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Artificial Intelligence & health: Duke AI Health builds better guardrails for algorithmic medicine

In addition to Duke AI Health, CHAI’s growing list of partners includes Stanford University, UC San Francisco, Johns Hopkins University, UC Berkeley, the Mayo Clinic, MITRE Health, Change Healthcare, Microsoft Corporation, SAS, and Google, among others. Observers from the US Food and Drug Administration, which exercises regulatory oversight of health AI applications that meet certain criteria, and from the National Institutes of Health and the Office of the National Coordinator for Health Information Technology, were also present at recent CHAI meetings.

As work by CHAI and its partners continues, complementary efforts are also underway at the federal level, with the FDA’s publication of a final guidance concerning clinical decision support software and a Blueprint for an AI Bill of Rights published by the White House Office of Science and Technology Policy.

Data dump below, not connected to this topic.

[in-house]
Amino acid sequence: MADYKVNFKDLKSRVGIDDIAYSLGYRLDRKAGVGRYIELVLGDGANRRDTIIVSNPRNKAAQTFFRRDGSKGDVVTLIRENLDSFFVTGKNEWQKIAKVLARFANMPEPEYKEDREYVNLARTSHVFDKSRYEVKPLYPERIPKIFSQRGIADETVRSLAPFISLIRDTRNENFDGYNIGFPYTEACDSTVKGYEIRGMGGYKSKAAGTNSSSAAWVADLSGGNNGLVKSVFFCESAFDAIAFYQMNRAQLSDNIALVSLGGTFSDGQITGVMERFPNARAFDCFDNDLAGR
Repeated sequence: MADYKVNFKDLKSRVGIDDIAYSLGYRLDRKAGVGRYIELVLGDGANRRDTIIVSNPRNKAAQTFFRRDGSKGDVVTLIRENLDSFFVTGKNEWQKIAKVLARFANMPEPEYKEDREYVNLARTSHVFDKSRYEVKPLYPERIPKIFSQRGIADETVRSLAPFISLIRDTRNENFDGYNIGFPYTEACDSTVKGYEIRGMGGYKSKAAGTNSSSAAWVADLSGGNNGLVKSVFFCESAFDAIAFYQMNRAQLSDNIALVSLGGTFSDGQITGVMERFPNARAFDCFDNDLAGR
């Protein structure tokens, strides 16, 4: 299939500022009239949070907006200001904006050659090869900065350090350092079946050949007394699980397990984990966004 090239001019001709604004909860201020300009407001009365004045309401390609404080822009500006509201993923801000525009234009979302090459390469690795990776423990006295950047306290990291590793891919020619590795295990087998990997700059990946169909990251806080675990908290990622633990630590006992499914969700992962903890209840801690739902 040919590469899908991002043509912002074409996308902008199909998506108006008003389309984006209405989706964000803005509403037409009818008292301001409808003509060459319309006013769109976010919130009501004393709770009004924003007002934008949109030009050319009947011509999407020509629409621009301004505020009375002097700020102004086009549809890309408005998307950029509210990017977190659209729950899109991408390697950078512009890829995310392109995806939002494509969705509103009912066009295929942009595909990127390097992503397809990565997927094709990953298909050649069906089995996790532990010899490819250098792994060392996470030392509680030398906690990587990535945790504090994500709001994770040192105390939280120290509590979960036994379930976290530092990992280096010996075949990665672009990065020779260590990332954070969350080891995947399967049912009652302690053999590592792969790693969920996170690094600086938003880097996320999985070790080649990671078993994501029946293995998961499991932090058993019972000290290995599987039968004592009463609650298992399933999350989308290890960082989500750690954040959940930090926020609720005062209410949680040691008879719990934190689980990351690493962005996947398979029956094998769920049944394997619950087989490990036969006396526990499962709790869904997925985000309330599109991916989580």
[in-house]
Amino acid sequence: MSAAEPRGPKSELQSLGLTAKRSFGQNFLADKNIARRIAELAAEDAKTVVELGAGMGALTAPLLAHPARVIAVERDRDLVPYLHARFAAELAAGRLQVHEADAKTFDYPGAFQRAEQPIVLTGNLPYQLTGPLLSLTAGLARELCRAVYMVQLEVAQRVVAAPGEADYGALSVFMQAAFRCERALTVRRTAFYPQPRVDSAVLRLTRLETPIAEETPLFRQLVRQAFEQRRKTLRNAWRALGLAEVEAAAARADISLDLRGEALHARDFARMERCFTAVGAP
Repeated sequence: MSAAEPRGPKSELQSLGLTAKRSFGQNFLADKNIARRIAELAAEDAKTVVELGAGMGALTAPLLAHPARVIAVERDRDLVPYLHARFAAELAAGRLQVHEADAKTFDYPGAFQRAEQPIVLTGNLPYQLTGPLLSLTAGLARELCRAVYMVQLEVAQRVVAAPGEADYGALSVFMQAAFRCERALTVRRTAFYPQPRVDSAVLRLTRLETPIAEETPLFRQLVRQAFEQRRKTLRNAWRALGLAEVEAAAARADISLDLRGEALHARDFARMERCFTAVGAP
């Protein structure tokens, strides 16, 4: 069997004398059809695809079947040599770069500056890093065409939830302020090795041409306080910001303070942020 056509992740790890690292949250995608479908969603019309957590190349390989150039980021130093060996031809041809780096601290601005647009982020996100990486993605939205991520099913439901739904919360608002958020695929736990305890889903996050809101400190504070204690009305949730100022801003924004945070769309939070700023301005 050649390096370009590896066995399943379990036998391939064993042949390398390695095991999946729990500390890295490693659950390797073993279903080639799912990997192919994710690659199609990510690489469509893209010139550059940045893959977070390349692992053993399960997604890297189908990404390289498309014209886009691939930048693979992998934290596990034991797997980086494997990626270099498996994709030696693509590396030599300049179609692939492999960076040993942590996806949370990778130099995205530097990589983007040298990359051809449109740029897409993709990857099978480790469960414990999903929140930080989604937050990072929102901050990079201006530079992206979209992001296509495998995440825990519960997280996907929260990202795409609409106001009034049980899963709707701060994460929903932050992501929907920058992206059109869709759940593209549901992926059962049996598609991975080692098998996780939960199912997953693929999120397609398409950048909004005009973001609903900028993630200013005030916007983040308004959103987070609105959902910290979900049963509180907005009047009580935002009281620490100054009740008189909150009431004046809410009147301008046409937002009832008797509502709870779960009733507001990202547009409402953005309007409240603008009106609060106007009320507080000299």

“We are at a genuinely exciting moment in health AI. There’s just an enormous potential for everyone – patients, clinicians, and health systems–to benefit from these capabilities,” notes Pencina. “But,” he adds, “we need to make sure that everyone gets to share in those benefits, and the key to doing so is to ensure that the tools we create deliver meaningful improvements for patient care.”

(C) Duke University

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